Article Text

Download PDFPDF
Sixteen years' experience of counselling, diagnosis, and prenatal detection in one genetic centre: progress, results, and problems.
  1. P E Polani,
  2. E Alberman,
  3. B J Alexander,
  4. P F Benson,
  5. A C Berry,
  6. S Blunt,
  7. M G Daker,
  8. A H Fensom,
  9. D M Garrett,
  10. V M McGuire,
  11. J A Roberts,
  12. M J Seller,
  13. J D Singer


    The work of one Genetic Centre over 16 years, covering about 14 000 kinships, is described. The numbers registered in a year increased from an average of 477 in the early 1960s to 1612 in 1976/1977. The increase is largely, but not entirely, attributable to the advent of prenatal diagnosis, and an account is given of our experience with this. In 1916 patients who had a successful amniocentesis, results indicative of fetal abnormality were found in 4.3% and a balanced translocation was found in an additional 0.9%. Results indicative of fetal abnormality were found in 3.5% of mothers referred because of a maternal age of 40 or more, 3.9% referred because of a high risk of neural tube defect, and 19.3% referred because of a high risk of an inborn error of metabolism. A number of cases with difficult diagnostic problems are described.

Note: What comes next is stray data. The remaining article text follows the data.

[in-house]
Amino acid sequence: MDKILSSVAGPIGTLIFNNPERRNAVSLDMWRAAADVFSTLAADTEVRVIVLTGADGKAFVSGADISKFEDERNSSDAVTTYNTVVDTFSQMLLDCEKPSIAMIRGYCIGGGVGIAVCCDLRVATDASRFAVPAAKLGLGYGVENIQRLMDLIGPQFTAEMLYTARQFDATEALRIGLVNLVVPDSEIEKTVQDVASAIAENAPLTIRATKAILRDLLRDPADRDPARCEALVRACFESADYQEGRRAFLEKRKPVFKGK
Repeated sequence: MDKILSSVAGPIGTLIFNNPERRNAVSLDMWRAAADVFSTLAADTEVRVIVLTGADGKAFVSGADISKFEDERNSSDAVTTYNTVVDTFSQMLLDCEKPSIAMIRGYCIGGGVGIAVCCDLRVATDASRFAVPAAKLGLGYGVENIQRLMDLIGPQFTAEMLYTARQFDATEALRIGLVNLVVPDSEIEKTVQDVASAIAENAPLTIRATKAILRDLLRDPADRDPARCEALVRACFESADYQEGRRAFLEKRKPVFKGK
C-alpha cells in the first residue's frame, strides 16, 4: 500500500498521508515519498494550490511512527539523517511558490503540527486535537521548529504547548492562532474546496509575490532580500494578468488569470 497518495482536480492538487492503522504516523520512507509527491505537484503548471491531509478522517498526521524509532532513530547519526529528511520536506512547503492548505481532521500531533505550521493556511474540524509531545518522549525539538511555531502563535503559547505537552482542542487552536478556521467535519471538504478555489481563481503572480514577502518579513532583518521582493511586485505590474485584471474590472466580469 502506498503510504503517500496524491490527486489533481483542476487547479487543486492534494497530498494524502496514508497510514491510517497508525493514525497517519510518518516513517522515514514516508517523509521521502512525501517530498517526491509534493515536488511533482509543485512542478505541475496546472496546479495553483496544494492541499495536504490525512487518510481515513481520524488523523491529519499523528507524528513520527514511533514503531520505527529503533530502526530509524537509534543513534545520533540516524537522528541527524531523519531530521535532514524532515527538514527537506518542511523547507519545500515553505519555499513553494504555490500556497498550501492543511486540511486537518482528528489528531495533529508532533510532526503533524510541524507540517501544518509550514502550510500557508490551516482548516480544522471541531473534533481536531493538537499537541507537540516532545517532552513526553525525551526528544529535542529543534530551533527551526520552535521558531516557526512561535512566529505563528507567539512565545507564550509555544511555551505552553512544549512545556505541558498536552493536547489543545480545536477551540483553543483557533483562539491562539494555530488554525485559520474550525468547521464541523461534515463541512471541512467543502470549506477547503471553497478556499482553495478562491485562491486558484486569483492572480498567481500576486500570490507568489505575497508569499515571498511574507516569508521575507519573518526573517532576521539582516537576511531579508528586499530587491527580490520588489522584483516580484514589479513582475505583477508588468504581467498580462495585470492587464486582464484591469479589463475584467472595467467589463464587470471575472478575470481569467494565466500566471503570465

Statistics from

    Request Permissions

    If you wish to reuse any or all of this article please use the link below which will take you to the Copyright Clearance Center’s RightsLink service. You will be able to get a quick price and instant permission to reuse the content in many different ways.